This year ends with much more certainty than 2010 did for Cheniere's future and the future of Sabine Pass. The company has approval to expand into exports at Sabine Pass and has signed export deals that could secure its future. The deals really kicked off with an agreement with BG Gulf Coast LNG, a subsidiary of BG Group, for approximately 3.5 million tonnes per year in a 20-year deal. Gas Natural Fenosa and GAIL India followed with similar agreements.

There's only one problem with the grand plans Cheniere has in store: paying for it.

Cheniere has completed two public share offerings in the last six months for corporate purposes and is still seeking financing to complete the $4.5 billion to $5.0 billion project. Cheniere Energy Partners (NYSE: CQP  ) will own the project, but financing it is another problem entirely.

The consolidated balance sheet of Cheniere Energy shows $2.5 b! illion i n long-term debt and much, much more will be needed to pay for the expansion. With the company reporting losses every quarter, the company is going to have to partner with someone to pay for it, diluting the ownership of Sabine Pass.

If all goes well, construction will begin some time in 2012 with operations beginning in 2015 at the very earliest. That's more than we knew to start the year, but it still leaves plenty of questions for 2012.

As natural gas production expands in the U.S. at firms such as Chesapeake Energy (NYSE: CHK  ) , ExxonMobil (NYSE: XOM  ) , and Range Resources (NYSE: RRC  ) , the LNG business is in prime position to take advantage of the growth and become a major export. For Cheniere Energy, the only question is how it's going to pay for Sabine Pass and another LNG export facility being discussed in Corpus Christi, Texas.

Interested in reading more about Cheniere Energy? Click here to add it to My Watchlist to find all of our Foolish analysis on this stock.

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Tuesday, February 7, 2012

Ron Paul: Las Vegas Here I Come!

Ron Paul's campaign has gone dark in Florida.

Voters found the Texas Congressman absent from the Sunshine State on Friday as he had turned his attention away from the large and expensive primary, but a brief ride through Las Vegas, Nev. would reveal that Paul has ramped up his campaign there.

Nevada's Republican caucuses are on Feb. 4, which could be a grueling four-day turnaround from Florida for Gingrich and Romney. Rick Santorum has decided move on from Florida.

Ron Paul began to run ads more than a week ago in Nevada as "part of our delegate strategy to secure the Republican nomination," Jesse Benton, Paul campaign chairman, said in a Jan. 20 press statement. Benton said Nevada presents "opportunities for a strong top-three showing in their upcoming caucuses."

Nevada's race presents an advantageous race for Paul, whose loyal and eager supporters have the right attitude for its laborious caucus process.

"Caucuses are a much clearer sign of enthusiasm, and [Paul's] supporters clearly have the enthusiasm factor and the loyalty factor," says Robert Uithoven, a Nevada Republican political consultant. "They show up, they influence the discussion at these caucus events, and he tends to do much better in caucuses than he does in primaries."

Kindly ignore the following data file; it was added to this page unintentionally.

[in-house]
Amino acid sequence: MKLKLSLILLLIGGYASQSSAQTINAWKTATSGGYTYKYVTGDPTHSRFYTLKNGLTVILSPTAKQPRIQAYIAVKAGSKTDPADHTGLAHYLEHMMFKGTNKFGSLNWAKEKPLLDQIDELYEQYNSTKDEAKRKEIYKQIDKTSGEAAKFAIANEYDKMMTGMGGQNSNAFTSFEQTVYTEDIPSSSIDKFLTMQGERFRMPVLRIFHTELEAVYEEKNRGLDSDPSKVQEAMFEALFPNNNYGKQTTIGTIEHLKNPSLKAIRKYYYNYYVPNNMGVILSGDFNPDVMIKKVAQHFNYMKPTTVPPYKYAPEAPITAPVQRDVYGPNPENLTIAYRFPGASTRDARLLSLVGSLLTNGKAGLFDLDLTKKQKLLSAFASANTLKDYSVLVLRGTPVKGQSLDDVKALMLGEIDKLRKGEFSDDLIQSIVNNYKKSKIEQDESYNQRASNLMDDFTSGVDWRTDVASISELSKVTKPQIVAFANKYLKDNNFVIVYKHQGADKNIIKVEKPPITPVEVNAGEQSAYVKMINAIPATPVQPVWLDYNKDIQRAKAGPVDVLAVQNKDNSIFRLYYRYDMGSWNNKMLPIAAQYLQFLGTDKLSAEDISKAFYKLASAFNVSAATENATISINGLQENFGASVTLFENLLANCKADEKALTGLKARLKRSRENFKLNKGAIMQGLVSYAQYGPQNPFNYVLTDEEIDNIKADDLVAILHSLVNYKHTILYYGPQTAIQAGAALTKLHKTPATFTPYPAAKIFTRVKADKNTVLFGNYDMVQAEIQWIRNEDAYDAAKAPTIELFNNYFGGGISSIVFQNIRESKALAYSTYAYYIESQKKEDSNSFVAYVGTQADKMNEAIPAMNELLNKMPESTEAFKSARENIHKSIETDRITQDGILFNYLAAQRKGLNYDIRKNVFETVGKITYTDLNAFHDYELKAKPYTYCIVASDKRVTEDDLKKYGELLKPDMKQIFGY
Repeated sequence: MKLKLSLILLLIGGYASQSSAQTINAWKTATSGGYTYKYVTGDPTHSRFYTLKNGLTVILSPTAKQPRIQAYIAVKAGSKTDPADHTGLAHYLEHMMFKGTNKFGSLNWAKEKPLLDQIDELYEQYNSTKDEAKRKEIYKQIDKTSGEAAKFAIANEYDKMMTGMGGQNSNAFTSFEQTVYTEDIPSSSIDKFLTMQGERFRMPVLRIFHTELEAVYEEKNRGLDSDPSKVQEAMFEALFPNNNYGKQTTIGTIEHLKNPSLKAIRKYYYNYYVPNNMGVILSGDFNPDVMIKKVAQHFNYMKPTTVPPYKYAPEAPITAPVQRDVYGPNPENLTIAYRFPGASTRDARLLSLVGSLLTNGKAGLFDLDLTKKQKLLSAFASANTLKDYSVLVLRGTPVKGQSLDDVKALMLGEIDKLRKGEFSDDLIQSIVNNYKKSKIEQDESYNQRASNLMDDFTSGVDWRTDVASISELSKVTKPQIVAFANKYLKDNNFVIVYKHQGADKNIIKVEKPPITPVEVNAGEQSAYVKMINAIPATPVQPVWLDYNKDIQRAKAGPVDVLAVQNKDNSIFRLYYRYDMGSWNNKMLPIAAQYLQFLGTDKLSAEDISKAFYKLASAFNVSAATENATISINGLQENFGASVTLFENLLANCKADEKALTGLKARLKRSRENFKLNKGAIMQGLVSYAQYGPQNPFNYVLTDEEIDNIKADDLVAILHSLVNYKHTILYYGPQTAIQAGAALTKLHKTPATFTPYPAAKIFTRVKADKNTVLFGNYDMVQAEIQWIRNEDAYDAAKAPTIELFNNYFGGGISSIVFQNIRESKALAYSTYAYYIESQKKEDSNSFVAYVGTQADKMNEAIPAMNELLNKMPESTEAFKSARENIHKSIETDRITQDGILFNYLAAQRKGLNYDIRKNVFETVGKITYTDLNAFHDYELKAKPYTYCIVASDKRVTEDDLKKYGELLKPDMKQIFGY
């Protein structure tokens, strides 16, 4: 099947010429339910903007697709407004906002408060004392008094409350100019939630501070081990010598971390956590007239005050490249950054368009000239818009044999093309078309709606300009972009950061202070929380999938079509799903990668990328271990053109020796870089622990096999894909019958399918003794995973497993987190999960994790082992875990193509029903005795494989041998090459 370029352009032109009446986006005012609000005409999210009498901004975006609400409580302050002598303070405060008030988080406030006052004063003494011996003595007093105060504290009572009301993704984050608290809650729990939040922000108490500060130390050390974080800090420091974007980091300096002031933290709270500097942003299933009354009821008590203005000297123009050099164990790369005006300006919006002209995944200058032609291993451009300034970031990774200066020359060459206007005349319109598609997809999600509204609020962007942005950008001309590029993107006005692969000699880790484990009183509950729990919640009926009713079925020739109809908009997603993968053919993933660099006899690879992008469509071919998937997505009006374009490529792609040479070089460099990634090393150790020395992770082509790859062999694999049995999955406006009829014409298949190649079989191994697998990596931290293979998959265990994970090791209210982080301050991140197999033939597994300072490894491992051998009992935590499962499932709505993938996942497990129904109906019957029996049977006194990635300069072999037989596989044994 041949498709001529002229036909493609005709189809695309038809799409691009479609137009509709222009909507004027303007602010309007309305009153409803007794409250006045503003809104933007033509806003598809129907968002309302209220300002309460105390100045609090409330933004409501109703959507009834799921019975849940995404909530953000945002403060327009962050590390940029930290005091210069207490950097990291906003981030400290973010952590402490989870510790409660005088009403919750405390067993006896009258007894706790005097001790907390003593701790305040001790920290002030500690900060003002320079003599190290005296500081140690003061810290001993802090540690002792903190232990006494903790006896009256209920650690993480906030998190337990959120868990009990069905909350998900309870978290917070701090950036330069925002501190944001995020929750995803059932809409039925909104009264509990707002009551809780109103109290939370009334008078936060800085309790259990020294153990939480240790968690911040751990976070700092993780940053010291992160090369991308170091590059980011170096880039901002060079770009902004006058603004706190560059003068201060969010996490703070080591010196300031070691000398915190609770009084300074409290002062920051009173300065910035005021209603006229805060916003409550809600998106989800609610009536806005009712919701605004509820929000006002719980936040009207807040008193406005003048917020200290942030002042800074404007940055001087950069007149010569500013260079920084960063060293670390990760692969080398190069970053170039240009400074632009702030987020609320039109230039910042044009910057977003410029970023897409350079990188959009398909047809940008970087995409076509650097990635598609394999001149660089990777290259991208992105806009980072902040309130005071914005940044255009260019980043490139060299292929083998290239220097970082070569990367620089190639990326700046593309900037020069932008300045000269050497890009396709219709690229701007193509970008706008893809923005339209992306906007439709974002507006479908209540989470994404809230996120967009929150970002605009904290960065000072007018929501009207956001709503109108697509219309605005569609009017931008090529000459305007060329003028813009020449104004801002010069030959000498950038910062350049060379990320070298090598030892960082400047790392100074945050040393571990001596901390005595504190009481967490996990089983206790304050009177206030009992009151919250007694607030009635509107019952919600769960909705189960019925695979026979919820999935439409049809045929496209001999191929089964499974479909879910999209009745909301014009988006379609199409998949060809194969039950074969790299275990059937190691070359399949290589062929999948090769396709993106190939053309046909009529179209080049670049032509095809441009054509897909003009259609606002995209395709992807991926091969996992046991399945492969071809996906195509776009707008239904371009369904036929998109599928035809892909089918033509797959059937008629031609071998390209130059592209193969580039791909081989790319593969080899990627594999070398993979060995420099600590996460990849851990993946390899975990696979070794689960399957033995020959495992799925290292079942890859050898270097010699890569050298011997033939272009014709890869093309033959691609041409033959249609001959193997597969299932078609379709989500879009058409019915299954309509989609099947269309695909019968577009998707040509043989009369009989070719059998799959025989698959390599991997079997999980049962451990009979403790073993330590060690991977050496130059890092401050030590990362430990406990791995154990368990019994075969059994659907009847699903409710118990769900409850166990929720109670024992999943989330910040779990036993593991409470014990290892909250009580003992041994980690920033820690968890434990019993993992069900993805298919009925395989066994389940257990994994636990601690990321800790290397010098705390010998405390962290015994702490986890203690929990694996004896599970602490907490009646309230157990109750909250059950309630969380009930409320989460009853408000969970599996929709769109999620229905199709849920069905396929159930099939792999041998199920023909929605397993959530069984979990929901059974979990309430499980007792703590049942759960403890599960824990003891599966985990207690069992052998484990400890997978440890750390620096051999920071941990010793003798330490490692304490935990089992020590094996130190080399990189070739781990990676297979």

Paul ran as the late front-runner in the Iowa caucuses until Rick Santorum stole his momentum in the final days of campaigning there. Santorum won an historic decision in Iowa while Paul slid to third.

Beyond that fact that Nevada is a caucus state, the Paul campaign feels confident there because the candidate can pick off crucial proportional delegates.

Since Paul finished second on the New Hampshire primary, his campaign has sent some 23 press statements about Nevada endorsements, events and community support. By comparison, Mitt Romney, who is the current front-runner in the state, has sent about four Nevada-themed emails.

This doesn't mean Paul is winning the ground in Nevada. Romney released this week a monster television ad campaign in the! state t hat attacks Newt Gingrich on the housing crisis -- Nevada has one of the worst foreclosure rates (1 in every 177 housing units) in the country -- and he hit radio airwaves two weeks ago.

Romney also has the most serious organization in Nevada as heavyweight political figures Lt. Gov. Brian Krolicki and Rep. Joe Heck (R., Nev.) have co-chaired his campaign there.

Paul's organization doesn't seem as flashy -- state chair Carl Bunce finished third in 2008 for a Nevada Congressional seat -- but the state has a formidable Libertarian population.

"This is the only state in the nation that when you go to vote for state-wide or federal office you can vote 'none of the above,'" says Jim Denton, a Nevada Republican political strategist. "And none of the above traditionally gets three or four percent of the vote for a national election here. ... Nevada has a very libertarian bent to it."

Paul finished second in the 2008 Nevada caucuses with 6,087, or 14% of the vote as he surpassed eventual Republican nominee John McCain by slightly more than 400 votes. The obstacle Paul faces though is Romney, who won a 2008 landslide in the state with 22,659, or 51% of the vote.

While Romney and Gingrich scramble to gather the most votes for Florida's winner-take-all primary, Paul will be canvasing Nevada in hopes to pick off a few more delegates. Second place seems like a realistic bet, but what about first place?

"I don't think he has a chance to win, but he will certainly have an influence on the outcome just given the amount of support he has here," Uithoven says.

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Tech Stocks: 2012¡äs Top Consumer Tech Gadgets